John Barnes grabbed his first goal for eight months as below-par Liverpool kept their feint championship hopes alive. The former England midfielder had not scored since grabbing a glorious brace at Tottenham back in August.
But after Stan Collymore had crashed home his 18th goal of the season to put Roy Evans' under-strength side on their way, 32-year-old Barnes settled what at the time did not seem likely to be a contest with the 38th minute second. Collymore was creator this time, sprinting down the left past Tim Breacker and when he delivered a near-post cross, Barnes got a touch to turn the ball home.
It was no more than Liverpool were worth at that stage, West Ham metaphorically bringing the holiday brochures out a month ahead of time. But the Merseysiders took their foot off the pedal in the second half.
While more could have come, with Robbie Fowler wasteful a day before his 21st birthday, Harry Redknapp's side were the better team after the interval.
But it was too little too late, for if ever Liverpool had a look of insecurity it was today.
Suspensions and injuries meant no Neil Ruddock, Mark Wright, Phil Babb, Steve Harkness or Rob Jones, Evans playing Dominic Matteo, Michael Thomas and Stig Bjornebye in a makeshift back division.
But the Hammers, mindful of the fact they had not won at Anfield since 1963-64, had only Iain Dowie up front and caution undid them from the outset as Liverpool seized the initiative. Collymore was denied by Ludek Miklosko, Fowler headed Bjornebye's cross over and Steve McManaman crashed a shot wide.
So it was no surprise when Collymore pulled another stunner out of the top drawer to put Liverpool ahead in the 22nd minute. There seemed little on when the £8.5 million man picked the ball up 30 yards out with eight defenders in front of him. But Collymore cared little for that, breezing past Danny Williamson and unleashing a thunderbolt which Miklosko could only push into the corner of the net.
It should have altered West Ham's attitude, but it did not as Liverpool continued to surge forward, Keith Rowland's man-marking attempt on McManaman a conspicuous failure.
Jamie Redknapp had a shot saved by Miklosko but it was only delaying the inevitable as Barnes obliged. The question now seemed to be how many, the East Londoners giving David James as easy a half as he had spent all term.
Redknapp fired just too high twice before the interval, but West Ham were a different side afterwards, Robbie Slater going close with a cross-shot then Dowie, found by Rowland, beating James but not Matteo.
Perhaps it had been too easy in the first half, perhaps Liverpool fell asleep, and both Julian Dicks and Dowie tested James as West Ham forced the pace. But the altered approach left gaps at the back which nearly brought a third as Liverpool belatedly started to play, Rowland, desperately stretching out to rob Fowler, a fraction away from poking the ball into his own net.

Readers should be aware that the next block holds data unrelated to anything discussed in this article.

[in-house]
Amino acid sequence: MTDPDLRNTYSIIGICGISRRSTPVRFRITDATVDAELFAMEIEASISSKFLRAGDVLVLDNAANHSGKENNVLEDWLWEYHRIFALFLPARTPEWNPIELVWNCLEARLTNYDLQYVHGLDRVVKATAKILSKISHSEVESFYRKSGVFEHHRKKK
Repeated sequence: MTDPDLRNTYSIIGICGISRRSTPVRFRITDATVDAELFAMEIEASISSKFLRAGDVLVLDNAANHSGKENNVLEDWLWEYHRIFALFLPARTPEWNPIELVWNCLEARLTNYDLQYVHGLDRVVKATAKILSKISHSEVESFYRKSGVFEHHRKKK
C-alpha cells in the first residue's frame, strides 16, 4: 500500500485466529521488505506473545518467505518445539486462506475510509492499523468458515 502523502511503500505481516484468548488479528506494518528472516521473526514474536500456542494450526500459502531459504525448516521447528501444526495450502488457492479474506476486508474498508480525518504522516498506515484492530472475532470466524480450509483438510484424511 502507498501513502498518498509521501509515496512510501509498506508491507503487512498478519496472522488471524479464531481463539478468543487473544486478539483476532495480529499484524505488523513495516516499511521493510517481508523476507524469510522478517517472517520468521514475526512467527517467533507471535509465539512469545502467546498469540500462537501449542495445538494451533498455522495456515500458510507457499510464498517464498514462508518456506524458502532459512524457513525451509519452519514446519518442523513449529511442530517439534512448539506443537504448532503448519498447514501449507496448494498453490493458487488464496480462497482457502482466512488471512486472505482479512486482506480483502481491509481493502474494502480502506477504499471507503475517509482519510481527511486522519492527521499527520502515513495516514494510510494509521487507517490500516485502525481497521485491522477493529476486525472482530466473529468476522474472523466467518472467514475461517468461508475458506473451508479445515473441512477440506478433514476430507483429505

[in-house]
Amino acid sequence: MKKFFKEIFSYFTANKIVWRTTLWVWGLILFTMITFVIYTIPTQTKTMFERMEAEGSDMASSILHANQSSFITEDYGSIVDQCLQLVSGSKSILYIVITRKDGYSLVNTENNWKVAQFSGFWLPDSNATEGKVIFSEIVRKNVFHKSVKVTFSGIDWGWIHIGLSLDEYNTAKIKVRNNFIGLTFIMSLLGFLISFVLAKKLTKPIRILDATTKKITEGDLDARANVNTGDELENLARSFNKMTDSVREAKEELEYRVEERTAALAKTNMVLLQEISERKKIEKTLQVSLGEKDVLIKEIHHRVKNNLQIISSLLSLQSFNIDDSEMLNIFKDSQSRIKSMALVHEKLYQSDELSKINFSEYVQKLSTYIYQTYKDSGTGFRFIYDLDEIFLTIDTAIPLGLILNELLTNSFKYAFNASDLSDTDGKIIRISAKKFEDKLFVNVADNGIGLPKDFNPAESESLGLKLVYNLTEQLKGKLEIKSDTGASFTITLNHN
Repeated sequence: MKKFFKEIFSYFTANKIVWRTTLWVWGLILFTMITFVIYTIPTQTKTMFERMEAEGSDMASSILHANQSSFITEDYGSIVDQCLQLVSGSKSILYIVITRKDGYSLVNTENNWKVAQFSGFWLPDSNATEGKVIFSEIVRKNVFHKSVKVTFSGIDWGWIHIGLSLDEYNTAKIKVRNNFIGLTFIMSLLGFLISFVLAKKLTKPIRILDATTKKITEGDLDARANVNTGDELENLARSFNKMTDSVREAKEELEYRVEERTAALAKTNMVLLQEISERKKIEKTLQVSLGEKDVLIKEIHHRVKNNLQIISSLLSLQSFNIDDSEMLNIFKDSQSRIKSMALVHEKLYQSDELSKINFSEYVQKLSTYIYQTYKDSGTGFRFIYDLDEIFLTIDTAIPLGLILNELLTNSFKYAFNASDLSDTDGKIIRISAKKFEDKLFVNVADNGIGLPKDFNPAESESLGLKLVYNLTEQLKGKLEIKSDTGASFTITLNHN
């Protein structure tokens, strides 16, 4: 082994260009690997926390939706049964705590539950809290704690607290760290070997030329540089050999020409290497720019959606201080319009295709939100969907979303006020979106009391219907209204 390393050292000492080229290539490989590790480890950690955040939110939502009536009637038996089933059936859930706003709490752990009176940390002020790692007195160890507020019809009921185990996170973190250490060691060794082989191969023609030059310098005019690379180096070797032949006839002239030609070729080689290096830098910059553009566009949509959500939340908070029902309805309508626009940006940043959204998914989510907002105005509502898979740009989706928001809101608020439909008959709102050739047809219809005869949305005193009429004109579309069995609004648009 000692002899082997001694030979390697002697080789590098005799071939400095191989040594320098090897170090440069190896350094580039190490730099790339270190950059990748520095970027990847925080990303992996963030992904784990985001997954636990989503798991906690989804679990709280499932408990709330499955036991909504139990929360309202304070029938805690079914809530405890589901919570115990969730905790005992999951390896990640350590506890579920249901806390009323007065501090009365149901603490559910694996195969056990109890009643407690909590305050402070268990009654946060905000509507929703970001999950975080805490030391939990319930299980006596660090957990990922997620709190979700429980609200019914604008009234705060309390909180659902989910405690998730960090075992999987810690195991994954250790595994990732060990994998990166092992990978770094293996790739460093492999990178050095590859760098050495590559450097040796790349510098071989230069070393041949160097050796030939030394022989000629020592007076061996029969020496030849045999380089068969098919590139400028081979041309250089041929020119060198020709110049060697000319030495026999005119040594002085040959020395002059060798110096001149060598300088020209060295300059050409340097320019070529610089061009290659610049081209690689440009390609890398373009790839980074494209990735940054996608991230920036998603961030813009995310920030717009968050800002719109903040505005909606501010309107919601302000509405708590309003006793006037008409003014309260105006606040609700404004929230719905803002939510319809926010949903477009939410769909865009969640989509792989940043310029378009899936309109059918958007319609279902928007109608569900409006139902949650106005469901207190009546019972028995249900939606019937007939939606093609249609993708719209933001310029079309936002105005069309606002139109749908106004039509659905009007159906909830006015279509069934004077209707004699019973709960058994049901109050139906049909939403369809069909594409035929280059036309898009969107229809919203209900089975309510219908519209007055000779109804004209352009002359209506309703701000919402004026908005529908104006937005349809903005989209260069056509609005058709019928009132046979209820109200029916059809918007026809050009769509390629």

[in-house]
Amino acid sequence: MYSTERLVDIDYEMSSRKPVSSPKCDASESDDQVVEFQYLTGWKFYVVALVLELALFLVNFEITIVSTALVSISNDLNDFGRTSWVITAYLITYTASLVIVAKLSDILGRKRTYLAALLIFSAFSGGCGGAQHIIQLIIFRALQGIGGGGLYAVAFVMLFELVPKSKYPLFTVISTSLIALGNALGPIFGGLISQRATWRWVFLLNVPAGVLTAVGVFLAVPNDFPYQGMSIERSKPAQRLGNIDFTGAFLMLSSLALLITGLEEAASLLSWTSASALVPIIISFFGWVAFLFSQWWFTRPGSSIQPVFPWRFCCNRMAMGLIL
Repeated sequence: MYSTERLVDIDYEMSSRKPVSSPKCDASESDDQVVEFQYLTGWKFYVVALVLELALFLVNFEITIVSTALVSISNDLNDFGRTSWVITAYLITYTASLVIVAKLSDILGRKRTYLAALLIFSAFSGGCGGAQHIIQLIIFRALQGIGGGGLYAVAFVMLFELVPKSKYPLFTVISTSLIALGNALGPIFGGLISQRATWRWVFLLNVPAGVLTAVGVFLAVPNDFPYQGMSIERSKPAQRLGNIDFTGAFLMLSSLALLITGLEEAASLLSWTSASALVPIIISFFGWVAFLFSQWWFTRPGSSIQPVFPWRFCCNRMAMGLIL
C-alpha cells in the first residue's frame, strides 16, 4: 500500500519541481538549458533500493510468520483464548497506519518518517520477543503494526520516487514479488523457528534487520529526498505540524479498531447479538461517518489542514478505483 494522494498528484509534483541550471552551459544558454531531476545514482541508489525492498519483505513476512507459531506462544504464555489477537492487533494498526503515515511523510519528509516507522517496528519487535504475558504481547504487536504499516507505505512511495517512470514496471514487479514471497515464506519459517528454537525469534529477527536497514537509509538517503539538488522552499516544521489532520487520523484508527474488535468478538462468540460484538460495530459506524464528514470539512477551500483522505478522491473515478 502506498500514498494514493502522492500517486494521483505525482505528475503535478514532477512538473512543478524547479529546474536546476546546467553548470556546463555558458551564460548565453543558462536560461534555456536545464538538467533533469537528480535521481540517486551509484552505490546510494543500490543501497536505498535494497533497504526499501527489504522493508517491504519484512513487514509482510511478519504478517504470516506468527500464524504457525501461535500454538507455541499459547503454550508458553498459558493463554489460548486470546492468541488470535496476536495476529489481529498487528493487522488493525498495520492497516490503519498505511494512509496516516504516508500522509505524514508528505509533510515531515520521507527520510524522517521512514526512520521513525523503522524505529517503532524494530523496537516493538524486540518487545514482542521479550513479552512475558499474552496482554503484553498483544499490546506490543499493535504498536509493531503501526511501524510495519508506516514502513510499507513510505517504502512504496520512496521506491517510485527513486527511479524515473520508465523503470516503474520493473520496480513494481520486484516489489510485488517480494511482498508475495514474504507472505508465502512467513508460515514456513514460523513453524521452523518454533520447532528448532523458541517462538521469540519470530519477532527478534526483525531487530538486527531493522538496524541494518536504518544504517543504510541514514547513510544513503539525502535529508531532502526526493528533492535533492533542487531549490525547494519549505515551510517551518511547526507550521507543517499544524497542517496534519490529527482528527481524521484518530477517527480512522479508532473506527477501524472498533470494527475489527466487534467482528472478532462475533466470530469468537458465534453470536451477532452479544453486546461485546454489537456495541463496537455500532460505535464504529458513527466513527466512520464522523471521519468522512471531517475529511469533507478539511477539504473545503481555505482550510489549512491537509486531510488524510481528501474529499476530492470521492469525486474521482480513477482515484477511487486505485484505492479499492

Dicks went even closer with an unwanted contribution from Collymore's driven cross as the game became a proper contest, although West Ham had paid too heavy a price for their first 45 minutes.
Fowler could have celebrated his birthday with a 36th goal of the season from McManaman's pass and the winger then blazed over. But the points had long been secured.
Fuming West Ham boss Harry Redknapp lashed his players after their 2-0 defeat at Liverpool. First-half goals from Stan Collymore and John Barnes kept the Anfield side's fading championship hopes alive but Redknapp could not hide his anger at his team's shocking display in the first 45 minutes. West Ham's only shot was a weak effort by Keith Rowland but while they more than matched the home side after the break the damage had already been done. "They walked all over us in the first half and we just stood back and let them dominate and pass us to death," raged Redknapp. "It looked like a practice match at times. They played at their own pace and we never got close enough to tackle them."
Redknapp's anger contained a clear warning to his side, as he added: "I let them know in no uncertain terms what I thought. The season's not over - it isn't for me and it shouldn't be for them. I will be buying new players in the summer and they should be fighting for their places if they want to be in my team. We haven't won here for 30-odd years but they got done on Saturday and had lots of injuries and we weren't going to get a better opportunity to come and pick up a result."
For Liverpool boss Roy Evans, refusing to concede the title is beyond his men, three points from the fourth tough game in the space of nine days was a more than acceptable return. "I never thought we were going to get a hat full, even when we went two up," said Evans. "The most important thing was the result. It has been a slog for us and the games are going to catch us up and probably did over the weekend and today. But we won't throw the towel in yet. Manchester United got a good result today but we had five missing and picked up three valuable points in terms of qualifying for Europe, especially with some of the other results going for us."
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